We are protesting to denounce the government’s use of the same ideology we saw under Hosni Mubarak’s regime: an ideology which consists of replacing political solutions with repression and using the police force to carry it out. The revolution hasn’t made a difference.
A sit-in in Mansour, in north-east Egypt. The policemen say they are ‘on the people’s side’
Egyptians are protesting to demand political, economic and social reforms. They’re protesting against the government. And instead of facing up to its responsibilities itself, they are making the police the people’s enemy because the police are forced to represent the government. So the protesters lash out against us and we retaliate, fuelling a vicious cycle of violence.
We are, as much as the protesters, victims of the country’s political crisis. Police stations are set on fire and policemen are dying. We’re bearing the brunt of the government’s mistakes. So to say, like the Interior Minister did, that the police should be distanced from political conflicts, is completely unrealistic.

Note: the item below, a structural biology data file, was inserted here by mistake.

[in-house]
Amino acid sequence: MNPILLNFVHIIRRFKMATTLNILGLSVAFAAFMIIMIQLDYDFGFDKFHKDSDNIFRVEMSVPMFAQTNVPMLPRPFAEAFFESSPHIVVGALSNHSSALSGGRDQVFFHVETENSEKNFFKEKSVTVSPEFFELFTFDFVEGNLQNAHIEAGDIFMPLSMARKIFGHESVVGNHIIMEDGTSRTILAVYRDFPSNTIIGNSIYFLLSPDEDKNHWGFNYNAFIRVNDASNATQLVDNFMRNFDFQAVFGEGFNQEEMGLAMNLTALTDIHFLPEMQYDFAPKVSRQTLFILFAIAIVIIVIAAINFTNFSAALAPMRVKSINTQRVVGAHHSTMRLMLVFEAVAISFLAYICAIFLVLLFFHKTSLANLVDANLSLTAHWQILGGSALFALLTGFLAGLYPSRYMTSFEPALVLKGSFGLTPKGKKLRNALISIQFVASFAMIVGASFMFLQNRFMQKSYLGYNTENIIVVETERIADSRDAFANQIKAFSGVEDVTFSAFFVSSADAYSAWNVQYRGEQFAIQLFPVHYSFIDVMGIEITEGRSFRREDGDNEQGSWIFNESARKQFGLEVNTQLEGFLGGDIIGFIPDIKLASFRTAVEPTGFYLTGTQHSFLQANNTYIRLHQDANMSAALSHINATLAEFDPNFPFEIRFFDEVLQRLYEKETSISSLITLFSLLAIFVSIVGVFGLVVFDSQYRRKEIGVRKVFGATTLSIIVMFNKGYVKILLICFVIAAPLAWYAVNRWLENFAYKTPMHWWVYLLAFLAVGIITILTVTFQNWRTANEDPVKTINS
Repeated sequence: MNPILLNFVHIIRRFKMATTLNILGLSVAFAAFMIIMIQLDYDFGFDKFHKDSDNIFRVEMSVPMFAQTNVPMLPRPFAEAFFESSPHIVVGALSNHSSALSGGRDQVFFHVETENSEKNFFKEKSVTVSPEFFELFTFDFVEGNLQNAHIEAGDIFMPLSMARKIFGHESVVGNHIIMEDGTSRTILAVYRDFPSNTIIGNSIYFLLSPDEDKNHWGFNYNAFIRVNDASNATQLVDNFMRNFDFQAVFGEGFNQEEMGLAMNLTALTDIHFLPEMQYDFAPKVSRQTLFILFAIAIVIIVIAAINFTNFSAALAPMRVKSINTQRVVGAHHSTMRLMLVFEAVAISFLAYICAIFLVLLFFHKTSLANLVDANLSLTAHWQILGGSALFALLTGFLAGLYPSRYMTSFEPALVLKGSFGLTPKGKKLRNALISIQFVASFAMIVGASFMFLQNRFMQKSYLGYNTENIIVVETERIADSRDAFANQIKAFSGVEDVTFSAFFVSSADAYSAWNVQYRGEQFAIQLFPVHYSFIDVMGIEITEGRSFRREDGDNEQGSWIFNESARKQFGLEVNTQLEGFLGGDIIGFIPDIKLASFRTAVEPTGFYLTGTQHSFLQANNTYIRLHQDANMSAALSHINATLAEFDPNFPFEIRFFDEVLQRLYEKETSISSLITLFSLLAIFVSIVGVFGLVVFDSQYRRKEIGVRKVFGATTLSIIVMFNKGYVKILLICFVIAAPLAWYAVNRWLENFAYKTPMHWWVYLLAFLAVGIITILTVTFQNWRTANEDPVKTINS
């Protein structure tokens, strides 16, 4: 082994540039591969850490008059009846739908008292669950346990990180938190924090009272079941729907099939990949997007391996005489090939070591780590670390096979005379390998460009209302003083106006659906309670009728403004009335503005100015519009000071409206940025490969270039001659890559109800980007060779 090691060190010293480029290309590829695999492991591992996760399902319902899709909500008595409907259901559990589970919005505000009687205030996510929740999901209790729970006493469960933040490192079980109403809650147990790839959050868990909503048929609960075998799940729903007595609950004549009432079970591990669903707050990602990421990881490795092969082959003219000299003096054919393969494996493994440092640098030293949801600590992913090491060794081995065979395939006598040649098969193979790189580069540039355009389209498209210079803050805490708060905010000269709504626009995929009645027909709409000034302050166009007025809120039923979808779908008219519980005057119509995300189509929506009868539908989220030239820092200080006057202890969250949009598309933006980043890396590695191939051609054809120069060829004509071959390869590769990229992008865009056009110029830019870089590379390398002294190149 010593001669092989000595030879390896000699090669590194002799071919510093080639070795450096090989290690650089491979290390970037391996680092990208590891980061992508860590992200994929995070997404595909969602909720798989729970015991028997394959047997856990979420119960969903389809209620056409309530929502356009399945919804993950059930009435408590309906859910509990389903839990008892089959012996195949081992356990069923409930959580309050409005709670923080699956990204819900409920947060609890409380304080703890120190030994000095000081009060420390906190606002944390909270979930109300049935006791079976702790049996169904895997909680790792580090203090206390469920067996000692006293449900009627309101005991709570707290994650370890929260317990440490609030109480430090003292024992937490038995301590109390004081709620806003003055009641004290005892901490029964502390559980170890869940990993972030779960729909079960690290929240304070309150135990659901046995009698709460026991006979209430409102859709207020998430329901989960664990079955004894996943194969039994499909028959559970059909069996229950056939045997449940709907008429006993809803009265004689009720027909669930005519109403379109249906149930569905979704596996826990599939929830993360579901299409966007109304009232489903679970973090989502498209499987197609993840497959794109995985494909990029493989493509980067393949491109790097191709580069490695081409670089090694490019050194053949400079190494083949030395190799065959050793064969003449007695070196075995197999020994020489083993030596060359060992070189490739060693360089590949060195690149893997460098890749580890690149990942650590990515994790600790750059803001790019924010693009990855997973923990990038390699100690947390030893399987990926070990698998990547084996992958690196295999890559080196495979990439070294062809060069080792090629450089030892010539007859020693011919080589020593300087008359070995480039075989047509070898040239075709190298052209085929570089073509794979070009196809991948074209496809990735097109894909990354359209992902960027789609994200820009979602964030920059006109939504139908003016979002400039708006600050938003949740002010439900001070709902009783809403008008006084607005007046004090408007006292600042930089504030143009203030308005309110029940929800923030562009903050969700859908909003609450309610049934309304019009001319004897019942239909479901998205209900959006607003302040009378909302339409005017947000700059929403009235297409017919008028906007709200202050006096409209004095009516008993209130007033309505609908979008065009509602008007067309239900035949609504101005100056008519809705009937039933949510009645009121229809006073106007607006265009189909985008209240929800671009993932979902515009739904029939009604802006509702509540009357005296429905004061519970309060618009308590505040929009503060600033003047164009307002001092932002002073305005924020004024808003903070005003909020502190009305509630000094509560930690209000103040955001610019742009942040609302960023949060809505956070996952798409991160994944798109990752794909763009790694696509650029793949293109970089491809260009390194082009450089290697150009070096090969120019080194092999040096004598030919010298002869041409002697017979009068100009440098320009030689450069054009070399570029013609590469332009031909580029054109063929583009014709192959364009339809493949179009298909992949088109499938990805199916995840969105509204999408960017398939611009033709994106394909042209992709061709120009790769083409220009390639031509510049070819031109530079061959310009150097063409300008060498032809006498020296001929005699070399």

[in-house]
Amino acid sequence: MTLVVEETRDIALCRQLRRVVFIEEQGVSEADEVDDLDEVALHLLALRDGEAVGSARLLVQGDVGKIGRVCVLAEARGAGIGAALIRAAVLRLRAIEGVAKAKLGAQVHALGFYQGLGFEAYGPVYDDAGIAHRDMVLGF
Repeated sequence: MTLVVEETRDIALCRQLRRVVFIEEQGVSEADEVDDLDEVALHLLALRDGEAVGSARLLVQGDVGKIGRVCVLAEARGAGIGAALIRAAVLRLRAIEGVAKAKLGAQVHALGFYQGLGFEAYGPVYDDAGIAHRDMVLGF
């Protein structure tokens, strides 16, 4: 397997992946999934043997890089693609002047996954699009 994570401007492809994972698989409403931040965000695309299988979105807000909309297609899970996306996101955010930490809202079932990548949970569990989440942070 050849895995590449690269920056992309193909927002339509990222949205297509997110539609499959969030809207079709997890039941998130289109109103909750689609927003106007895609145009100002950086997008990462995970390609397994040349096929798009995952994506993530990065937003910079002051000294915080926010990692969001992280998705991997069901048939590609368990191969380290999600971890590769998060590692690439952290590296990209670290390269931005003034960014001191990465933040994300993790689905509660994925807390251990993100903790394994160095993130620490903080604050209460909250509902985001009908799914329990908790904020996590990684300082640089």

The government has to understand that the solution to the political crisis cannot come from the police; it has to come from the state’s institutions. The police force’s role is to maintain order, not to make up for the lack of government reforms or calm the general public’s anger.
“It's not up to us to be at the beck and call of the party in power.”
The policemen who are on-strike are calling themselves the ‘March 7th Movement’, referring to the day when the first strikes began (Editor’s note: a spokesman for the movement has suggested March 7th become a national ‘Police Day’). We’re calling for the resignation of the Interior Minister, and we want to rid the entire Interior Ministry of those who favour a politics based on police force. We want new leaders who will give the police back their rightful position in society.
The role of the Egyptian police is to defend state establishments and institutions, and not to be at the beck and call of the party in power.